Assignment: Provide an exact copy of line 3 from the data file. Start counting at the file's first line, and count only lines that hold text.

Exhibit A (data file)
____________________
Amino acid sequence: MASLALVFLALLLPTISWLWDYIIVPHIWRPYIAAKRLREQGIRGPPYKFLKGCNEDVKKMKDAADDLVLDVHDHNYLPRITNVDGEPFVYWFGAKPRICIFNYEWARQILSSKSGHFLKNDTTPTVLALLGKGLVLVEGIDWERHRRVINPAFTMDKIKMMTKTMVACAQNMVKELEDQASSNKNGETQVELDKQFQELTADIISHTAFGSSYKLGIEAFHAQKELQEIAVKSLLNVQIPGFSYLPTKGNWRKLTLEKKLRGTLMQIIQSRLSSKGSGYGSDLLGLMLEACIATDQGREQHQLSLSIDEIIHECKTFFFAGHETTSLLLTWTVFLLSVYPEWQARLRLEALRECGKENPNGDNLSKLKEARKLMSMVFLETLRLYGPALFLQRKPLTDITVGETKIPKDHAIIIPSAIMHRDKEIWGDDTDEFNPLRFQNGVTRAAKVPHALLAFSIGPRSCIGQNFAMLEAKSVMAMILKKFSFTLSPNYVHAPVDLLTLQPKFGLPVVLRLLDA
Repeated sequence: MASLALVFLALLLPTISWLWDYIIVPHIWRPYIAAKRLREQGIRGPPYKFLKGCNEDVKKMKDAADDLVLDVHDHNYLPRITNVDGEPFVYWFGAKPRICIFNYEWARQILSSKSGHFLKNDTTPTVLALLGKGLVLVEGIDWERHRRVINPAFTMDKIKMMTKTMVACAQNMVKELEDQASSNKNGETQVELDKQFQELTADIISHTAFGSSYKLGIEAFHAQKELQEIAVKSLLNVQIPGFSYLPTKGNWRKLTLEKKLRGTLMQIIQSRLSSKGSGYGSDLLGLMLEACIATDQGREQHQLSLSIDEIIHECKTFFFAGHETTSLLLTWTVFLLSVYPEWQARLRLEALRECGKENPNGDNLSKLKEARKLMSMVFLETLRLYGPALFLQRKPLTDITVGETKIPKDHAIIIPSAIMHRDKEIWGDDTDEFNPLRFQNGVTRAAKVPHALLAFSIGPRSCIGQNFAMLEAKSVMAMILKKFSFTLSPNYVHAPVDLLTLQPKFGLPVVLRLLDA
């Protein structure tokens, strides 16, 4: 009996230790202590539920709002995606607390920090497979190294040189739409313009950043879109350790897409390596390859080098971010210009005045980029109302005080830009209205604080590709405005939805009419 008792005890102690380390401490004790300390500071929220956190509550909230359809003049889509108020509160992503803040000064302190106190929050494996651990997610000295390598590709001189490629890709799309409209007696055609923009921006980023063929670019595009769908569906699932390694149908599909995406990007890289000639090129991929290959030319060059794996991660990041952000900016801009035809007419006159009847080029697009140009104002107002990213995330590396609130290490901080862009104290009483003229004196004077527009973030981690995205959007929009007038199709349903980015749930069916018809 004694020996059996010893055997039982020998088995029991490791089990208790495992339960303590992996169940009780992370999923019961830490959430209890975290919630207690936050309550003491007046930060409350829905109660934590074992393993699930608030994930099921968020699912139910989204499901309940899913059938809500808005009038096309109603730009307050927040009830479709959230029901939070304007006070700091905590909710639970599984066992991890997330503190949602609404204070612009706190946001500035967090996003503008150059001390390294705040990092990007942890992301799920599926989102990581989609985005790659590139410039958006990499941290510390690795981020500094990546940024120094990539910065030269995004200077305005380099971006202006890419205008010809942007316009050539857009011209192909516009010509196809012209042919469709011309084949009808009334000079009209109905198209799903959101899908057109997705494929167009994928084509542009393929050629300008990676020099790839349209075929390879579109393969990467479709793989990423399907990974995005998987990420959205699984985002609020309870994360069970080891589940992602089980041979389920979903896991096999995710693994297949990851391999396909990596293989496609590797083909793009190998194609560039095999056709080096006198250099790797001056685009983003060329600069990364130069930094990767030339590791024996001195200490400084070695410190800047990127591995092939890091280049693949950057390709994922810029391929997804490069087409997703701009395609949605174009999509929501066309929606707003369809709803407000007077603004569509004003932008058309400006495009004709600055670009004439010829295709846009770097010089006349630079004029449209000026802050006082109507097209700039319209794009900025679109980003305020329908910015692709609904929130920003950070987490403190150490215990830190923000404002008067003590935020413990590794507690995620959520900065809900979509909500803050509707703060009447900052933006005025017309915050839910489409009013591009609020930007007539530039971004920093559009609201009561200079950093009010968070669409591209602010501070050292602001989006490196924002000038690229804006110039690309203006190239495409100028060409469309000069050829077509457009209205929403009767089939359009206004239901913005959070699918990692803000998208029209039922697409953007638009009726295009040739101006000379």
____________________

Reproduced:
């Protein structure tokens, strides 16, 4: 009996230790202590539920709002995606607390920090497979190294040189739409313009950043879109350790897409390596390859080098971010210009005045980029109302005080830009209205604080590709405005939805009419 008792005890102690380390401490004790300390500071929220956190509550909230359809003049889509108020509160992503803040000064302190106190929050494996651990997610000295390598590709001189490629890709799309409209007696055609923009921006980023063929670019595009769908569906699932390694149908599909995406990007890289000639090129991929290959030319060059794996991660990041952000900016801009035809007419006159009847080029697009140009104002107002990213995330590396609130290490901080862009104290009483003229004196004077527009973030981690995205959007929009007038199709349903980015749930069916018809 004694020996059996010893055997039982020998088995029991490791089990208790495992339960303590992996169940009780992370999923019961830490959430209890975290919630207690936050309550003491007046930060409350829905109660934590074992393993699930608030994930099921968020699912139910989204499901309940899913059938809500808005009038096309109603730009307050927040009830479709959230029901939070304007006070700091905590909710639970599984066992991890997330503190949602609404204070612009706190946001500035967090996003503008150059001390390294705040990092990007942890992301799920599926989102990581989609985005790659590139410039958006990499941290510390690795981020500094990546940024120094990539910065030269995004200077305005380099971006202006890419205008010809942007316009050539857009011209192909516009010509196809012209042919469709011309084949009808009334000079009209109905198209799903959101899908057109997705494929167009994928084509542009393929050629300008990676020099790839349209075929390879579109393969990467479709793989990423399907990974995005998987990420959205699984985002609020309870994360069970080891589940992602089980041979389920979903896991096999995710693994297949990851391999396909990596293989496609590797083909793009190998194609560039095999056709080096006198250099790797001056685009983003060329600069990364130069930094990767030339590791024996001195200490400084070695410190800047990127591995092939890091280049693949950057390709994922810029391929997804490069087409997703701009395609949605174009999509929501066309929606707003369809709803407000007077603004569509004003932008058309400006495009004709600055670009004439010829295709846009770097010089006349630079004029449209000026802050006082109507097209700039319209794009900025679109980003305020329908910015692709609904929130920003950070987490403190150490215990830190923000404002008067003590935020413990590794507690995620959520900065809900979509909500803050509707703060009447900052933006005025017309915050839910489409009013591009609020930007007539530039971004920093559009609201009561200079950093009010968070669409591209602010501070050292602001989006490196924002000038690229804006110039690309203006190239495409100028060409469309000069050829077509457009209205929403009767089939359009206004239901913005959070699918990692803000998208029209039922697409953007638009009726295009040739101006000379």